Benchmark Yield Spreads

  • Whereas stocks have their ratio comparables with similar companies and certain indexes, bonds have yield spreads.
  • A bond may be considered under-valued or over-priced based on its yield spread above a relevant benchmark yield.
  • Nominal Spread: This is the difference in yield between the yield to maturity of a bond and the yield to maturity of a comparable benchmark.

Example, a fixed income analyst might compare the yield to maturity of a 10 year bond for a U.S. company with a high credit rating to the yield to maturity of 10 year U.S. Treasury bonds.

If the spread has widened in recent months, this could indicate that the company is showing signs of weakness, that the economy is showing signs of weakness, or that the bond is now under-valued by the market and a buying opportunity is at hand.

Nominal spread is best applied to traditional bullet bonds (i.e., bonds that pay a periodic fixed coupon payment and return the loaned principal at maturity).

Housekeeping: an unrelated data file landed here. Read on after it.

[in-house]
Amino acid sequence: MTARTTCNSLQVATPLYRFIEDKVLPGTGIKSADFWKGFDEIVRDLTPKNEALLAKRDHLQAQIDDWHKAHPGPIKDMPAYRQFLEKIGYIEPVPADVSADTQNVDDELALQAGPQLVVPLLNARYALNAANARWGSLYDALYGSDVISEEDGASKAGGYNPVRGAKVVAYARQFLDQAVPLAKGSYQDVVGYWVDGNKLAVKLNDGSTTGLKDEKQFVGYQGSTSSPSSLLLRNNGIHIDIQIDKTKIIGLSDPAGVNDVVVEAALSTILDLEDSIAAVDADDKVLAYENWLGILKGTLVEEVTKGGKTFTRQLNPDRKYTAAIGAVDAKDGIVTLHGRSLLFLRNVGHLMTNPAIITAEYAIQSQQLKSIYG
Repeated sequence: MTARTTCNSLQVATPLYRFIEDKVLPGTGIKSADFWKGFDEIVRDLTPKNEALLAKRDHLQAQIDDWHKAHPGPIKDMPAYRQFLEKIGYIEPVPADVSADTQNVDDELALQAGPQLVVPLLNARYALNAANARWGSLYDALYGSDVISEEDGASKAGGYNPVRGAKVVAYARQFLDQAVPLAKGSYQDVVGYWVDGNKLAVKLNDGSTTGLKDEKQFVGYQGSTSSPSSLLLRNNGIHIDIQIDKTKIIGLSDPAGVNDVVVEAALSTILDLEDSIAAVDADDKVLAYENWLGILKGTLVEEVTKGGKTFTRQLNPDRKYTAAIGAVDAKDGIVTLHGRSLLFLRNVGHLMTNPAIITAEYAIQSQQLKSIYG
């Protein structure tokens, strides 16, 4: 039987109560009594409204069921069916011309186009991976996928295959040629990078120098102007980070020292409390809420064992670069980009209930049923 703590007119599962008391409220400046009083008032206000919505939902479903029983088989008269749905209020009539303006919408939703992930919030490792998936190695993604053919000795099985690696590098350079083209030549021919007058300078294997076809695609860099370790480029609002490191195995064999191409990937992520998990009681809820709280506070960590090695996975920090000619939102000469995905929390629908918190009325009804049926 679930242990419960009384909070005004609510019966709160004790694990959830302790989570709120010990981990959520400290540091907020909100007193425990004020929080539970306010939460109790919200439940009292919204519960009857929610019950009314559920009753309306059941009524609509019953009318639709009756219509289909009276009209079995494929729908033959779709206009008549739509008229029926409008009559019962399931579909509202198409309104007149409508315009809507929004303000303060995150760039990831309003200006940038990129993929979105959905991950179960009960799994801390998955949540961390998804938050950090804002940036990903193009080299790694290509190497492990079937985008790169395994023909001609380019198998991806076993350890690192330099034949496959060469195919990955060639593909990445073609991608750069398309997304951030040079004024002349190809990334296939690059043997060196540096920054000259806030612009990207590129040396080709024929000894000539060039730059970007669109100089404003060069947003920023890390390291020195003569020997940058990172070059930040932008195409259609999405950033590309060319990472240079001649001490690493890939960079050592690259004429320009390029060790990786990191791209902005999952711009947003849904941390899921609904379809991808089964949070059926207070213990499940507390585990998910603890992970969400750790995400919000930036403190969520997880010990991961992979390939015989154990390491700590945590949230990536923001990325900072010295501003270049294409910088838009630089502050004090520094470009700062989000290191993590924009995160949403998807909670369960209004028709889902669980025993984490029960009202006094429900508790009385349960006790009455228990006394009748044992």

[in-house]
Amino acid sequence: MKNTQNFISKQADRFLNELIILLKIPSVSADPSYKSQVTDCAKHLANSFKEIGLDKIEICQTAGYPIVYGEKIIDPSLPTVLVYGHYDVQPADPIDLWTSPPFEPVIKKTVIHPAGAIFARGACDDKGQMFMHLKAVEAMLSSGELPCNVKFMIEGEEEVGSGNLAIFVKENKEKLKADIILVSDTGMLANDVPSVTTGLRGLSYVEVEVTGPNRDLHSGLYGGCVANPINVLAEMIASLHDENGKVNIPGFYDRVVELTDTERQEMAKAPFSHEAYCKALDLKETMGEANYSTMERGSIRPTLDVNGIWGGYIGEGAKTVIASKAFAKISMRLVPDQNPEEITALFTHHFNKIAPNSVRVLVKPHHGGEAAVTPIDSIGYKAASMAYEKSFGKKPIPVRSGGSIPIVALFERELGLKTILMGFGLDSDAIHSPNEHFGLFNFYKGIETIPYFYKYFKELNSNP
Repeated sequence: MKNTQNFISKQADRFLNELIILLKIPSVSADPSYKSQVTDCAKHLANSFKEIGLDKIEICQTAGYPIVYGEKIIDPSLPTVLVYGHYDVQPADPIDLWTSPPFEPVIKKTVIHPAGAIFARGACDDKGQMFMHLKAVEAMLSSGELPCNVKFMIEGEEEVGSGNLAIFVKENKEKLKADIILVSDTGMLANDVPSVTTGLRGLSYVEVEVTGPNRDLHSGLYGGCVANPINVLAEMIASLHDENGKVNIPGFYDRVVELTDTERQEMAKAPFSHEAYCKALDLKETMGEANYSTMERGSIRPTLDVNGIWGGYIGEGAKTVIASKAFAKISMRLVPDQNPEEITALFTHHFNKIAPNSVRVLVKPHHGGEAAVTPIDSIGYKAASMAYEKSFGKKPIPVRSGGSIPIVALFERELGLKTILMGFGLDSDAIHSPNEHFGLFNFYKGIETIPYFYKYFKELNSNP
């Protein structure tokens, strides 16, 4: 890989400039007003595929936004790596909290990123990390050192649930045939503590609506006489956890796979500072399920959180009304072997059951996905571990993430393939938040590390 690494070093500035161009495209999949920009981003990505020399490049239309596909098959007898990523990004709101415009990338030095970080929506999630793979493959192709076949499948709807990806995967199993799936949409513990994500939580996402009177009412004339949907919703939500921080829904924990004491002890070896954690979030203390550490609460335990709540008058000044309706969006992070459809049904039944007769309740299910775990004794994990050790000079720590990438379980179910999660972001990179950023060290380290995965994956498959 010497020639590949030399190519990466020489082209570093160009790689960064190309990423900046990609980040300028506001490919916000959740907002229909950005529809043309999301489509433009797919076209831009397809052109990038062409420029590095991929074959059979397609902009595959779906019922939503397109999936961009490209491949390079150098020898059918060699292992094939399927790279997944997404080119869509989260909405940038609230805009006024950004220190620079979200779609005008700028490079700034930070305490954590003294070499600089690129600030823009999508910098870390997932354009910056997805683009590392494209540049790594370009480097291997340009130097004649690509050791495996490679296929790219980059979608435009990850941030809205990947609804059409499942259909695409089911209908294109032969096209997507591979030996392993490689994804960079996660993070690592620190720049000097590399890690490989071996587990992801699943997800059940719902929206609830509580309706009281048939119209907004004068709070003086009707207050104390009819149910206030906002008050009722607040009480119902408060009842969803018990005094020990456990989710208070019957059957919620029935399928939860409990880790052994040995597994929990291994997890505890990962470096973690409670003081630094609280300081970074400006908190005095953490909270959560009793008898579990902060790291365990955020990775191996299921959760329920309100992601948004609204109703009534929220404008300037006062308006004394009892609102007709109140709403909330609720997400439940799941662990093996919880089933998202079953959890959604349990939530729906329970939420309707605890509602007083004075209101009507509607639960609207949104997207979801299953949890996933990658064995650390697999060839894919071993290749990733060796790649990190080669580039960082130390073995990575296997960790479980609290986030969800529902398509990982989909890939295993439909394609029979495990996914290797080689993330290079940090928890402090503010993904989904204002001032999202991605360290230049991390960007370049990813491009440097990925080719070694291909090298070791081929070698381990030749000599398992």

For corporate bonds, the nominal spread reflects: credit risk, liquidity risk, and option risk.

When both bonds compared in the nominal spread are option free, there is no option risk reflected in the nominal spread.

  • Z-Spread: This is the zero volatility or static spread.

The Z-Spread reflects credit, option, and liquidity risk.

  • Option Adjusted Spread (OAS): This spread removes the effect of embedded options on future returns, to reflect non-option risks when comparing a bond to a benchmark.

  • OAS reflects only credit and liquidity risk.

  • The OAS is based on the Treasury spot curve and is considered the best tool for comparing the yields of bonds with embedded options to Treasury yields.

  • When the OAS for a bond is higher than the OAS of comparable bonds relative to the same benchmark, the bond is considered undervalued.

  • Alternatively, when the OAS for a bond is lower than the OAS of comparable bonds against their relevant benchmark, the bond is considered overvalued.

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